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Blocking CD47 Signals May Offer New Therapeutic Approach in the Treatment of Pancreatic Cancer

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Key Points

  • Two preclinical studies found that CD47 is expressed at elevated levels on the cells that make up the bulk of the tumors and on the tumor-initiating cells for both pancreatic neuroendocrine tumors and pancreatic ductal adenocarcinoma.
  • Using the monoclonal antibody Hu5F9, which blocks CD47 signals, caused tumor regression in both pancreatic neuroendocrine tumor cells and pancreatic ductal adenocarcinoma cells.
  • Blocking CD47 with monoclonal antibodies and other agents can dramatically enhance the efficacy of cancer-targeting immunotherapies, including rituximab for lymphoma and trastuzumab for breast cancer.

Two preclinical studies of tumor samples taken from 39 patients with pancreatic neuroendocrine tumors and 39 patients with pancreatic ductal adenocarcinoma has found that for both these pancreatic cancers, CD47 is expressed at elevated levels on the cells that make up the bulk of the tumors and on the tumor-initiating cells. The researchers also found that using the monoclonal antibody Hu5F9, which blocks CD47 signals, caused tumor regression in both types of pancreatic cancer. The research by Krampitz et al was presented at the American Association for Cancer Research (AACR) conference on Pancreatic Cancer: Innovation in Research and Treatment, held in New Orleans on May 18 to 21.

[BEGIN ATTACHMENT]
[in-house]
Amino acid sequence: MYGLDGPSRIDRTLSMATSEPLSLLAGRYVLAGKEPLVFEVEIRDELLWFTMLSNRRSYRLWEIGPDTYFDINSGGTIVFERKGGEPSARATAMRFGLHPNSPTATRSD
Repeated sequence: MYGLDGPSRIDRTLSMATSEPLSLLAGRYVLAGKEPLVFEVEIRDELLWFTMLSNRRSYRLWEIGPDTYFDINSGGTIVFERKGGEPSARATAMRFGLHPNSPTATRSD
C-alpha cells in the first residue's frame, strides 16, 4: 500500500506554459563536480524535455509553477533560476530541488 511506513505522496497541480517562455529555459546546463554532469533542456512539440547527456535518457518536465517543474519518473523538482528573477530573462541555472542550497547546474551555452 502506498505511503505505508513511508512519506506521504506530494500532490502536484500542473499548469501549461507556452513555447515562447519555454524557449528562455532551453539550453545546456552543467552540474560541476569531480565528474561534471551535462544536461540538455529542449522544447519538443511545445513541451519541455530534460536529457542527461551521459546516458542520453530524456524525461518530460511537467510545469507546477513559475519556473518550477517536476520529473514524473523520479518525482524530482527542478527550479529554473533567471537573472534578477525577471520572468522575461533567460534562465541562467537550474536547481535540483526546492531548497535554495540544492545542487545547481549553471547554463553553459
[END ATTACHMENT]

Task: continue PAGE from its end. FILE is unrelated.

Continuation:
Study Findings

The researchers tested the effects of blocking CD47 function in a number of different preclinical models of pancreatic neuroendocrine tumors and pancreatic ductal adenocarcinoma. Antitumor activity was observed in each model. In one model, in which tumors from either patients with pancreatic neuroendocrine tumors or those with pancreatic ductal adenocarcinoma were transplanted into mice, treatment with a monoclonal antibody that recognizes and attaches to CD47 and blocks its function caused dramatic tumor regression.

“CD47 is a widely expressed cell surface protein that functions as a ‘don’t eat me’ signal,” said Geoffrey Krampitz, MD, lead author of the studies and a doctoral candidate in the laboratory of Irving L. Weissman, MD, Director of the Institute for Stem Cell Biology and Regenerative Medicine at Stanford University School of Medicine and the Ludwig Center for Cancer Stem Cell Research at Stanford, at a press conference announcing results of the studies.

“We have shown that blocking CD47 with monoclonal antibodies and other agents can dramatically enhance the efficacy of cancer-targeting immunotherapies, including rituximab [Rituxan] for lymphoma and trastuzumab [Herceptin] for breast cancer. In addition, we have shown that anti-CD47 antibody treatment selectively increases the ability of macrophages to prime and activate cytotoxic T lymphocytes, which may limit tumor growth beyond the time of anti-CD47 monoclonal antibody treatment. We have amassed a large amount of preclinical data that indicates that blocking CD47 signals unmasks cancer cells and allows the immune system to recognize and destroy tumor cells,” he said. 

The study was funded by the Virginia and D.K. Ludwig Foundation for Cancer Research, the National Cancer Institute, the A.P. Giannini Foundation, the Siebel Stem Cell Institute and the Thomas and Stacey Siebel Foundation, an Anonymous Donor Fund, and the American College of Surgeons. Dr. Krampitz reported no potential conflicts of interest.

The content in this post has not been reviewed by the American Society of Clinical Oncology, Inc. (ASCO®) and does not necessarily reflect the ideas and opinions of ASCO®.


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